Conservationist Trapping News

Renal Failure in a Female Muskrat
Aug 11, 2020 07:22 ET

[Reprinted from original]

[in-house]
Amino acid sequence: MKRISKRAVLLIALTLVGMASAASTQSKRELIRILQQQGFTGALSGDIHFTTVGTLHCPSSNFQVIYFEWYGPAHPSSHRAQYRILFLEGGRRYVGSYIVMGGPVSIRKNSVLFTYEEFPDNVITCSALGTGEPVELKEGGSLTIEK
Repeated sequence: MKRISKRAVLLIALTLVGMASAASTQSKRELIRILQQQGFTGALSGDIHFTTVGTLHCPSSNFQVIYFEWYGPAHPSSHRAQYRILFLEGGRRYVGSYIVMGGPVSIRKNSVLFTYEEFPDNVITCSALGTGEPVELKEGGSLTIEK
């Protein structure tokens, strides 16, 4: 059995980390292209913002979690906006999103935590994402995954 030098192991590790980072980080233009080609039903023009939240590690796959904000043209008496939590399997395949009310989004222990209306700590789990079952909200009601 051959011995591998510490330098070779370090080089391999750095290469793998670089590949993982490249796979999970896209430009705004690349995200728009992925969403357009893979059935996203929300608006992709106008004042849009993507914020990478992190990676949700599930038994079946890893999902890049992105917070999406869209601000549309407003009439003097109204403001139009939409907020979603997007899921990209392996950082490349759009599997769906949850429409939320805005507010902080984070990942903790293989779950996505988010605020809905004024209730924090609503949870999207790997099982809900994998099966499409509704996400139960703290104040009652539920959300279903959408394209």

Renal failure syndrome in wild mammals is infrequently reported. Muskrat (Ondatra zibethicus) is a medium-sized rodent known to carry many diseases but rarely exhibiting renal failure. A six-month old female muskrat was submitted to our laboratory for pathological diagnosis, and necropsy revealed severe renal damage with sand-like lithiasis in the ureter, renal calculi, and hydronephrosis. All major organs, including the cerebrum, also showed systemic hemorrhage and calcification which may have been due to uremia induced by renal failure. Histopathologically, necrosis and microcalcification were detected in the renal cortex and the medulla, especially in the proximal convoluted tubules and collecting ducts of the kidney. Significant hyalinization of the glomeruli was also observed, and this suggested chronic nephritis. These findings would support mycotoxic effects, particularly on the kidney. Moreover, infiltration of neutrophils and mononuclear cells was observed in the lung and of plasma cells in the spleen. The definitive cause of the toxic effects in this case of muskrat renal failure could be attributed to contaminated food.